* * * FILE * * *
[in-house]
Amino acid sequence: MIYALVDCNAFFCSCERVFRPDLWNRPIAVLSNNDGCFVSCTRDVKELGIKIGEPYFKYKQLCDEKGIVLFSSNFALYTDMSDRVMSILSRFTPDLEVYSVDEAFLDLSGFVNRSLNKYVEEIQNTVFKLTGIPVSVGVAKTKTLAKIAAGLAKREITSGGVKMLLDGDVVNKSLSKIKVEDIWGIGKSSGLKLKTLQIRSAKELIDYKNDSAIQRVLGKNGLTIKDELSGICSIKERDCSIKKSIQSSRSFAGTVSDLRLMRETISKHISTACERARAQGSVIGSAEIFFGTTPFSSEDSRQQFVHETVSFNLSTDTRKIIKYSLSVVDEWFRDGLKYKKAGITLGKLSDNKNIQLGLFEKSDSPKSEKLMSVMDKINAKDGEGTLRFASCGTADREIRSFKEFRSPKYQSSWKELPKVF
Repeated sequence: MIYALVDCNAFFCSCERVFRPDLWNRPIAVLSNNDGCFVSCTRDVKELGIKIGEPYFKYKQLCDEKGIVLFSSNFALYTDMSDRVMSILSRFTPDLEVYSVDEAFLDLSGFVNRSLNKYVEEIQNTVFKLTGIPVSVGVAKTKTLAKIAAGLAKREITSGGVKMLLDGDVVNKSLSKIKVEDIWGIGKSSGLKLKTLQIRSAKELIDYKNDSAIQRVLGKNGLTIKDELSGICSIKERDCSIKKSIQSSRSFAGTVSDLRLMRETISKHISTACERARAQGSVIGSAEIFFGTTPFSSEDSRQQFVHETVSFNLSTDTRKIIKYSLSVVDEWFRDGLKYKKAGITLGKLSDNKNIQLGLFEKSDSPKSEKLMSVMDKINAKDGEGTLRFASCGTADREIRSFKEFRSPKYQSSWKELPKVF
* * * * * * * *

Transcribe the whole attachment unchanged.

[in-house]
Amino acid sequence: MIYALVDCNAFFCSCERVFRPDLWNRPIAVLSNNDGCFVSCTRDVKELGIKIGEPYFKYKQLCDEKGIVLFSSNFALYTDMSDRVMSILSRFTPDLEVYSVDEAFLDLSGFVNRSLNKYVEEIQNTVFKLTGIPVSVGVAKTKTLAKIAAGLAKREITSGGVKMLLDGDVVNKSLSKIKVEDIWGIGKSSGLKLKTLQIRSAKELIDYKNDSAIQRVLGKNGLTIKDELSGICSIKERDCSIKKSIQSSRSFAGTVSDLRLMRETISKHISTACERARAQGSVIGSAEIFFGTTPFSSEDSRQQFVHETVSFNLSTDTRKIIKYSLSVVDEWFRDGLKYKKAGITLGKLSDNKNIQLGLFEKSDSPKSEKLMSVMDKINAKDGEGTLRFASCGTADREIRSFKEFRSPKYQSSWKELPKVF
Repeated sequence: MIYALVDCNAFFCSCERVFRPDLWNRPIAVLSNNDGCFVSCTRDVKELGIKIGEPYFKYKQLCDEKGIVLFSSNFALYTDMSDRVMSILSRFTPDLEVYSVDEAFLDLSGFVNRSLNKYVEEIQNTVFKLTGIPVSVGVAKTKTLAKIAAGLAKREITSGGVKMLLDGDVVNKSLSKIKVEDIWGIGKSSGLKLKTLQIRSAKELIDYKNDSAIQRVLGKNGLTIKDELSGICSIKERDCSIKKSIQSSRSFAGTVSDLRLMRETISKHISTACERARAQGSVIGSAEIFFGTTPFSSEDSRQQFVHETVSFNLSTDTRKIIKYSLSVVDEWFRDGLKYKKAGITLGKLSDNKNIQLGLFEKSDSPKSEKLMSVMDKINAKDGEGTLRFASCGTADREIRSFKEFRSPKYQSSWKELPKVF